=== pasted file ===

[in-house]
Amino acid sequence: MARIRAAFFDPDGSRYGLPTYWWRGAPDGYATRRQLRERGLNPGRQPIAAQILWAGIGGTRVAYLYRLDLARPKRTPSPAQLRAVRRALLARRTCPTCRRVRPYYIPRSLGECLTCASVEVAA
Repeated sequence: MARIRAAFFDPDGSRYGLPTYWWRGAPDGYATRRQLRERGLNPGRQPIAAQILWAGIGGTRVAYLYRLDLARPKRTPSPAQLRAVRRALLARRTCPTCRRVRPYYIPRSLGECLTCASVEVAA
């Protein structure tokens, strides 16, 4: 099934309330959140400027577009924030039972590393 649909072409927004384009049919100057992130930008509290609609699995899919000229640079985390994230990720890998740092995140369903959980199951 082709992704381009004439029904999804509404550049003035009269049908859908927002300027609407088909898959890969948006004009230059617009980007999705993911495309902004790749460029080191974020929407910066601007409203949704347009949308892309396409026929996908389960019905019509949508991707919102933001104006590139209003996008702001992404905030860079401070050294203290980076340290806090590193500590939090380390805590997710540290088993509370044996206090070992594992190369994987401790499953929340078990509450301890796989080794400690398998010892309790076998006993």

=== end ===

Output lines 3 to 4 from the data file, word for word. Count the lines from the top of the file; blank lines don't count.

Repeated sequence: MARIRAAFFDPDGSRYGLPTYWWRGAPDGYATRRQLRERGLNPGRQPIAAQILWAGIGGTRVAYLYRLDLARPKRTPSPAQLRAVRRALLARRTCPTCRRVRPYYIPRSLGECLTCASVEVAA
């Protein structure tokens, strides 16, 4: 099934309330959140400027577009924030039972590393 649909072409927004384009049919100057992130930008509290609609699995899919000229640079985390994230990720890998740092995140369903959980199951 082709992704381009004439029904999804509404550049003035009269049908859908927002300027609407088909898959890969948006004009230059617009980007999705993911495309902004790749460029080191974020929407910066601007409203949704347009949308892309396409026929996908389960019905019509949508991707919102933001104006590139209003996008702001992404905030860079401070050294203290980076340290806090590193500590939090380390805590997710540290088993509370044996206090070992594992190369994987401790499953929340078990509450301890796989080794400690398998010892309790076998006993």